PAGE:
Gujarat: To give back to society, primary teacher gives up 1-month salary

In 10 yrs, Bashir Mohammad Mukhi has contributed Rs 4.5 lakh to Vadgam school.

Written by RITU SHARMA | Ahmedabad | Published: August 14, 2016 4:32:20 am
teacher in Vadgam, teacher in Vadgam foregoes one month's salary, Vadgam teacher, Gujarat news, India news, Bashir Mohammad Mukhi (centre) with school principal Ganeshbhai Patel and students at the school. (Express Photo by Ritu Sharma)

A government primary school teacher at Vadgam in Gujarat’s Banaskantha district has been foregoing his one-month salary for the last 10 years to compensate for the time he might have lost either by getting late to school, meeting officials and guests during school hours or extending discussions during break time.

Bashir Mohammad Mukhi (42), a lower primary teacher, has spent more than half of his life in teaching. He is one of the ten staff members at Hardevasana government primary school at Vadgam in the tribal district of Banaskantha which was established in 1955 with nearly 300 students. By choosing to forgo his one-month salary for 10 years, Bashir has given back over Rs 4.5 lakh to his school and the society. Bashir’s act has earned the school attention from the education department officials and “inspired” teachers at the nearby government schools.

For the last 10 years, Bashir has been taking one-month “leave without pay”, but has been coming to the school and teaching during the month, not accepting his one-month salary (Rs 45,000) every year. “Bashirbhai believes that he is accountable for each minute that he is paid for. He says that he is paid for six hours. And since he doesn’t get to utilise every minute of those six hours teaching, which is unintentional, he feels the need to compensate for the minutes not spent in teaching. Teachers and principals from the neighbouring villages enquire about him and say they are motivated by his dedication,” says school principal Ganeshbhai Patel.

Inspired by Bashir, other teachers have also started “giving back to the society” in a similar manner. “Seeing him, now other school staff also take 10-15 days leave without pay, but continue coming to the school to teach. This has not only lifted the morale of the entire school staff, but also sent a good message to students and villagers,” adds Patel.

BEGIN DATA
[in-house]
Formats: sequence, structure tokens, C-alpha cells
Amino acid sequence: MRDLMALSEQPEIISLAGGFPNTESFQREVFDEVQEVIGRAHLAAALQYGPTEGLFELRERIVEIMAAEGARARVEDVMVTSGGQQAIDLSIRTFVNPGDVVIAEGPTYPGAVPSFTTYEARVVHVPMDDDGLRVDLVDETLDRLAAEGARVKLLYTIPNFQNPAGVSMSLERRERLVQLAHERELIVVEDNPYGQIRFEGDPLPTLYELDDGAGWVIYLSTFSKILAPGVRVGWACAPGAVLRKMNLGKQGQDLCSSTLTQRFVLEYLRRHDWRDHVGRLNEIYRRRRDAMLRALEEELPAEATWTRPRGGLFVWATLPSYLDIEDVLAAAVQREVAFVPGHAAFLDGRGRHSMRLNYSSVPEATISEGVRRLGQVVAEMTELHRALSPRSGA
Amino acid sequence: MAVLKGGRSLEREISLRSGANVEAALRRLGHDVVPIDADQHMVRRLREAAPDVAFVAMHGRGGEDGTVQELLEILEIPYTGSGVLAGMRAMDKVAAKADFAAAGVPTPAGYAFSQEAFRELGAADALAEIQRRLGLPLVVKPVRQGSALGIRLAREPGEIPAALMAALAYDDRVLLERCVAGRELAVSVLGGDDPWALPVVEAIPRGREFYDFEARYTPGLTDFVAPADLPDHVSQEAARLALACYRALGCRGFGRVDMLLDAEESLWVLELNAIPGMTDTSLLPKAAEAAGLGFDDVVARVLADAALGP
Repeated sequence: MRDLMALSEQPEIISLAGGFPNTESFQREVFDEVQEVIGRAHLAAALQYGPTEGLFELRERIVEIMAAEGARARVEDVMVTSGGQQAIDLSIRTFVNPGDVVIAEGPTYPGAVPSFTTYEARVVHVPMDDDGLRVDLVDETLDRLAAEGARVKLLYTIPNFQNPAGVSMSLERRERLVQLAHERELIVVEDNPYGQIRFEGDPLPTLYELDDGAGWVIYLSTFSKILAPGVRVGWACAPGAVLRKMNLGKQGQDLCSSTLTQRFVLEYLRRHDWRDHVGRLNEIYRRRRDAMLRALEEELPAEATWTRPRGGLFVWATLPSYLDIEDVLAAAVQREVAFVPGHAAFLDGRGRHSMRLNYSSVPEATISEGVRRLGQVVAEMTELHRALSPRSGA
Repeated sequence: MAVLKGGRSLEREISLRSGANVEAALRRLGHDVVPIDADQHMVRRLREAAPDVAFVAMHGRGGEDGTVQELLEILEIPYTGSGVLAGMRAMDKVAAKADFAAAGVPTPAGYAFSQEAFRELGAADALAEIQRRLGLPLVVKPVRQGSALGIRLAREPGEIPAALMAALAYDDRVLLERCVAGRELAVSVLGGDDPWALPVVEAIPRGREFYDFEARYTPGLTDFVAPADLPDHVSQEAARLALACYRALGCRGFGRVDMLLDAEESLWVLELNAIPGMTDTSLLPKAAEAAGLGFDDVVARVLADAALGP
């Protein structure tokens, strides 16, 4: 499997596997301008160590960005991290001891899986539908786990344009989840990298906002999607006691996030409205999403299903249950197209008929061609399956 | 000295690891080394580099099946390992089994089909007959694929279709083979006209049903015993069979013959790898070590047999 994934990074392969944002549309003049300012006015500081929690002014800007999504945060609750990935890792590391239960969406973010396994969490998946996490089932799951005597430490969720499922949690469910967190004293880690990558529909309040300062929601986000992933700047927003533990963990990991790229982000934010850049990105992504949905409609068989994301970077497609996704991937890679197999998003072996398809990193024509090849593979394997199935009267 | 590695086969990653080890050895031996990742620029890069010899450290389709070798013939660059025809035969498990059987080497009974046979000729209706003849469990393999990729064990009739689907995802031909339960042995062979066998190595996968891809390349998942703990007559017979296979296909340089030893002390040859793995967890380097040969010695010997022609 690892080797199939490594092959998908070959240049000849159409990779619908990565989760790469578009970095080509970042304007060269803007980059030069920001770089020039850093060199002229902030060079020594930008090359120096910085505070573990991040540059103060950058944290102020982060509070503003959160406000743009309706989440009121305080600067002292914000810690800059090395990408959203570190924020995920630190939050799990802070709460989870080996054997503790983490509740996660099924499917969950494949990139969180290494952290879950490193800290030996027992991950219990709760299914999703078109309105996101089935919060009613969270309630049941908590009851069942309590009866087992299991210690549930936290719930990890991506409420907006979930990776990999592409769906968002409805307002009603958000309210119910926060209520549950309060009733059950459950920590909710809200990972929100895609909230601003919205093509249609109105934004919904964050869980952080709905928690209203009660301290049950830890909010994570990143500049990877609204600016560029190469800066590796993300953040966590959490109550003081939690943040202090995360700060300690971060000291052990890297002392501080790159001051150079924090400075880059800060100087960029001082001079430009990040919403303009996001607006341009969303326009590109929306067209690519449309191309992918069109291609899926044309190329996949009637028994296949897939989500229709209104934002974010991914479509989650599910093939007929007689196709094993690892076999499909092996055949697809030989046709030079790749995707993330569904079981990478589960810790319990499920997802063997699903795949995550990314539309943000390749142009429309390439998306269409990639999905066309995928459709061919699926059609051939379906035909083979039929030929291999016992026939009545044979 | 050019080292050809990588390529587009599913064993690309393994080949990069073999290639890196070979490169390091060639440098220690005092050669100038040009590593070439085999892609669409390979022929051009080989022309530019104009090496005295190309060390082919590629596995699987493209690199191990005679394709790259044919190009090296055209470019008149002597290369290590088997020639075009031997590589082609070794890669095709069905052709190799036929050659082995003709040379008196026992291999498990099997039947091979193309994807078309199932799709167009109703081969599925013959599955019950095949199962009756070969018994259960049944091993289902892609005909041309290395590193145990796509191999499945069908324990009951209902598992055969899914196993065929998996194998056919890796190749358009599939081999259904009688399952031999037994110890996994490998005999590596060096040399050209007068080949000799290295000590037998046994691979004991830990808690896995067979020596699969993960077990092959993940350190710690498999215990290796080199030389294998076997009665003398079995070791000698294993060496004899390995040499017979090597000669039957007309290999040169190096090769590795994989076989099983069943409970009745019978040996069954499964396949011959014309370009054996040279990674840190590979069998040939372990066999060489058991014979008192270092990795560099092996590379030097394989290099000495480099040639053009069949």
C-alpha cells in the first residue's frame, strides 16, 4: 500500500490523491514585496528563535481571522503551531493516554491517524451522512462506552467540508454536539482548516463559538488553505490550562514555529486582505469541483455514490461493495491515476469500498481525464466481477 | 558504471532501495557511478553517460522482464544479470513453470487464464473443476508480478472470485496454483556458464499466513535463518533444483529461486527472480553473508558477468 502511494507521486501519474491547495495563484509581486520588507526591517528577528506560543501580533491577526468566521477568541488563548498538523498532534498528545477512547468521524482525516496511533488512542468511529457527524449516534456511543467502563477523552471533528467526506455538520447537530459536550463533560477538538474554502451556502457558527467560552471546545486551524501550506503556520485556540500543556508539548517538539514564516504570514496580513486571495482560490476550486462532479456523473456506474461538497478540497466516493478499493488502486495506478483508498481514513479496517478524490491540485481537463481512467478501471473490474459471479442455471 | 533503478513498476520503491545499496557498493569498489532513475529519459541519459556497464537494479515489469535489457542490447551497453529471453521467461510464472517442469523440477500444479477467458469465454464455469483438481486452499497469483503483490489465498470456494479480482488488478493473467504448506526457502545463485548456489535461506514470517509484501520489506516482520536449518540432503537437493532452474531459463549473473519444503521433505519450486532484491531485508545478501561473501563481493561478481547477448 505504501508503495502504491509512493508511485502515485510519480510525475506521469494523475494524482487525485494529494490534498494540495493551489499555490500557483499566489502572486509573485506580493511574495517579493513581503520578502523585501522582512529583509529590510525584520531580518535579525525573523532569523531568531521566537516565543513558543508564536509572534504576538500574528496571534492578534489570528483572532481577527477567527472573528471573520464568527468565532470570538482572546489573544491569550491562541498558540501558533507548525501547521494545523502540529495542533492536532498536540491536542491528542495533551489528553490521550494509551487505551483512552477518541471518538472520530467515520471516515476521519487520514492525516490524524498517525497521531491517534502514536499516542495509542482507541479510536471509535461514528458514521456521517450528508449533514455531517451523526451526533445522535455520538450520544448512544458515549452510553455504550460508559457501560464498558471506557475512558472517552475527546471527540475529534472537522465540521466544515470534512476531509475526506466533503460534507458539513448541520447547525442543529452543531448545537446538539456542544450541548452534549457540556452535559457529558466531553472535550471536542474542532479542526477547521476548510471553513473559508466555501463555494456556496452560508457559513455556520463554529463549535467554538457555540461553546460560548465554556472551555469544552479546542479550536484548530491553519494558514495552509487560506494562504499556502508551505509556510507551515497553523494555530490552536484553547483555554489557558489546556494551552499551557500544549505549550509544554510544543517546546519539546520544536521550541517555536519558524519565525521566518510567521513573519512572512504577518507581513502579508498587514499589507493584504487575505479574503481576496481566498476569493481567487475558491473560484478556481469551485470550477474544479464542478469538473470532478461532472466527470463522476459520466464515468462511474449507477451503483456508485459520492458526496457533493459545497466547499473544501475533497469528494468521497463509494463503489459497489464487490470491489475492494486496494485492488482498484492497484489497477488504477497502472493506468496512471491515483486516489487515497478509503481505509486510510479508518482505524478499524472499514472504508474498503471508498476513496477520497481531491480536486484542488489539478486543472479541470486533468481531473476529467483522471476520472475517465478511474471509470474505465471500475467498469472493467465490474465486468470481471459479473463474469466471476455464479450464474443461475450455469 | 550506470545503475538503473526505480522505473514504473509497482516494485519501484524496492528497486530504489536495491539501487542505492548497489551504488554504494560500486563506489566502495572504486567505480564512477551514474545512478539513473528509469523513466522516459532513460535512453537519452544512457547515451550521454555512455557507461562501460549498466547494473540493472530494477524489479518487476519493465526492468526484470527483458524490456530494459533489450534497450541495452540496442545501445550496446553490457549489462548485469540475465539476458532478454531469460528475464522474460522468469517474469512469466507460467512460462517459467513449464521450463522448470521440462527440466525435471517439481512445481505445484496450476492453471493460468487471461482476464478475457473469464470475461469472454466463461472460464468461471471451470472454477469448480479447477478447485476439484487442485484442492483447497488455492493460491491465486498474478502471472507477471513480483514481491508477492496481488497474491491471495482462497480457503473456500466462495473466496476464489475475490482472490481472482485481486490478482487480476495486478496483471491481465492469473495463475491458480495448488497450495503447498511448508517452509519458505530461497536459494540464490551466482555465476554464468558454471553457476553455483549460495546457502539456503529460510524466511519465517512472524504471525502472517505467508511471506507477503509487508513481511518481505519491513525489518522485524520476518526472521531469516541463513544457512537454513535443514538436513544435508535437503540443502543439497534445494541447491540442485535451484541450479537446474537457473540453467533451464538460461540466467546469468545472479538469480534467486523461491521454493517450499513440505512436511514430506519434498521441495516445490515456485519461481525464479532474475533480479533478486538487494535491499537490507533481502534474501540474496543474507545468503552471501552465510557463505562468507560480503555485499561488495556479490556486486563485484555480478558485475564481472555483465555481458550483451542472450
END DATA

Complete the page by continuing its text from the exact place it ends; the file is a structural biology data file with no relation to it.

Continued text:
Bashir, however, refuses to talk about his “mission”. He feels that what he’s doing is part of his “duty” and “nothing extraordinary”. And, therefore, this doesn’t merit “publicity”.

Bashir was recently felicitated by the Cluster Resource Centre (CRC) and Block Resource Centre (BRC) co-ordinators for his dedication. The story of his unparalleled dedication and sacrifice has spread to other districts as well. “The department has felicitated him for his work. He’s not only honest, but also a sincere teacher who believes in giving the most to the society through his profession,” said Kiritsinh Vaghela, CRC co-ordinator.

One of his colleagues, Sikandar Tunvar, an upper primary language teacher who knows Bashir for the last six years, says that he and other staff members draw inspiration from him. “Bashirbhai is posted in this school since 2005 and I know him for the last six years since I came to this school.

Despite giving service to this school for one month without taking salary, he is also the first to reach school every day. He comes 30 minutes before school time to prepare for the day and also helps students to solve their problems,” said Tunvar. To honour Bashir’s noble act, the school plans to request the education department to utilise Bashir’s contribution for some social cause.

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